By Dominique Mosbergen
Sep 13, 2012
On Monday, His Holiness the Dalai Lama took to Facebook to tell his four million friends that "religion is no longer adequate."
The Tibetan religious leader was quoting from a book he published last year, entitled "Beyond Religion: Ethics for a Whole World," in which he argues that religion by itself may no longer provide a satisfactory solution to the ills of the world.
"Any religion-based answer to the problem of our neglect of inner values can never be universal, and so will be inadequate. What we need today is an approach to ethics which makes no recourse to religion and can be equally acceptable to those with faith and those without: a secular ethics," he wrote.
In a review of the Dalai Lama's work, however, the Los Angeles Times notes the 77-year-old Buddhist monk was by no means "denouncing faith," but rather highlighting the need for a universally shared ethos that is rooted in compassion and is relevant in this modern age:
A metaphor the Dalai Lama likes to use goes like this: The difference between ethics and religion is like the difference between water and tea. Ethics without religious content is water, a critical requirement for health and survival. Ethics grounded in religion is tea, a nutritious and aromatic blend of water, tea leaves, spices, sugar and, in Tibet, a pinch of salt.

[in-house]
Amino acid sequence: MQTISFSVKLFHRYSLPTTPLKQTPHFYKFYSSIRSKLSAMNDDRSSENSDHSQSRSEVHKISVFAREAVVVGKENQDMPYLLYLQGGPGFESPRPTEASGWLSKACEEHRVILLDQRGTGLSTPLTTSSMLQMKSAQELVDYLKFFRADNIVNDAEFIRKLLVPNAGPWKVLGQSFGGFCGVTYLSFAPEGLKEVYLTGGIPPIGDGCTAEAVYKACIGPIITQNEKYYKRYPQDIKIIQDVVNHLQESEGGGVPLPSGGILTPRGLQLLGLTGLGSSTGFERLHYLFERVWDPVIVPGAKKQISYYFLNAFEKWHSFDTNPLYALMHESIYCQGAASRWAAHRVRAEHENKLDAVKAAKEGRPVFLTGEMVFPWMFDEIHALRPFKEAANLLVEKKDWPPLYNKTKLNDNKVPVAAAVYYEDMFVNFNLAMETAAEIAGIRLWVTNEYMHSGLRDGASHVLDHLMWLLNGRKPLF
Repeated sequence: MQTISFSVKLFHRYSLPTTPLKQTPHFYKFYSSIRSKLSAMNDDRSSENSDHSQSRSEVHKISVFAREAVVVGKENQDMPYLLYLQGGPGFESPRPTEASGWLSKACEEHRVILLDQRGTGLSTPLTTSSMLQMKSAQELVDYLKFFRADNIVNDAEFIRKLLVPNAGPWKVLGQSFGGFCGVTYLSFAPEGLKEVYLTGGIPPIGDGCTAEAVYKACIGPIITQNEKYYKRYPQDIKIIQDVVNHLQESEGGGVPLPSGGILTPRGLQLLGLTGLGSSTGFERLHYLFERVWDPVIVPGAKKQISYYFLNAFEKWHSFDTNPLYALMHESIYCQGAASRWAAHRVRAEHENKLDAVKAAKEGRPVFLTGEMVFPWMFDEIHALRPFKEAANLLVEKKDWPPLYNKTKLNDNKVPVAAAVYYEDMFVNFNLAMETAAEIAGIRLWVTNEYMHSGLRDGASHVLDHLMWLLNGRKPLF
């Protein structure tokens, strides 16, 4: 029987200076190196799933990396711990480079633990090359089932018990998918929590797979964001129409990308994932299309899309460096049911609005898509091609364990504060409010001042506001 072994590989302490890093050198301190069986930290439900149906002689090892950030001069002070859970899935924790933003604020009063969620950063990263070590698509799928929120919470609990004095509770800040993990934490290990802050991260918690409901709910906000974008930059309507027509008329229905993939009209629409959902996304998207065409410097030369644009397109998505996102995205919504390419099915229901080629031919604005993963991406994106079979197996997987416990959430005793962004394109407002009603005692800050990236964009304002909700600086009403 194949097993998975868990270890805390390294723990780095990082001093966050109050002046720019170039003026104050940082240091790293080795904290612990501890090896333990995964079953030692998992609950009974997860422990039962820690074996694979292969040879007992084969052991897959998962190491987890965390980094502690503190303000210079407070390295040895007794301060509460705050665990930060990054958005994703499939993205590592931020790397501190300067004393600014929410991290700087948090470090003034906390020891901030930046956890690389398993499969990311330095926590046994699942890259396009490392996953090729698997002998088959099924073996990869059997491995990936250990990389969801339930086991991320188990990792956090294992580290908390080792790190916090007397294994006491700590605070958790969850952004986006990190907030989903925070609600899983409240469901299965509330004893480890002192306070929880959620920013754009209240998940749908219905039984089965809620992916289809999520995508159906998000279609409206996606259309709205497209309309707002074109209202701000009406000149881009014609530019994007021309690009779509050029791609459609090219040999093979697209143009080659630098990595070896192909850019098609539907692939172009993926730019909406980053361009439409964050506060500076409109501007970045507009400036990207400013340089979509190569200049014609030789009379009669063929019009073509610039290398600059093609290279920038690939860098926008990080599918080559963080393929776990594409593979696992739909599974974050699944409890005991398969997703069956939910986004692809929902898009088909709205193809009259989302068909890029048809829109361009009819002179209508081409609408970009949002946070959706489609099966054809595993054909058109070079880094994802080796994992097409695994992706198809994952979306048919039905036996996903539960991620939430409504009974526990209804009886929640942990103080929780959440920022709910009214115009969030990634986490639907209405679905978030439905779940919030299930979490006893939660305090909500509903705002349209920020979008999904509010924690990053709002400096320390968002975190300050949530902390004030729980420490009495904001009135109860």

"But however the tea is prepared, the primary ingredient is always water," he says. "While we can live without tea, we can't live without water. Likewise, we are born free of religion, but we are not born free of the need for compassion."
Awarded the Nobel Peace Prize in 1989, the Dalai Lama has long been a vocal advocate for compassion, religious tolerance and the need to bring together science and spirituality in the face of modern suffering.
In his 2005 book, "The Universe in a Single Atom: The Convergence of Science and Spirituality," he wrote:
The great benefit of science is that it can contribute tremendously to the alleviation of suffering at the physical level, but it is only through the cultivation of the qualities of the human heart and the transformation of our attitudes that we can begin to address and overcome our mental suffering... We need both, since the alleviation of suffering must take place at both the physical and the psychological levels.
For his dedication to science (particularly neuroscience) and its positive application in the world (both physically and spiritually), the Dalai Lama was awarded the Templeton prize this year.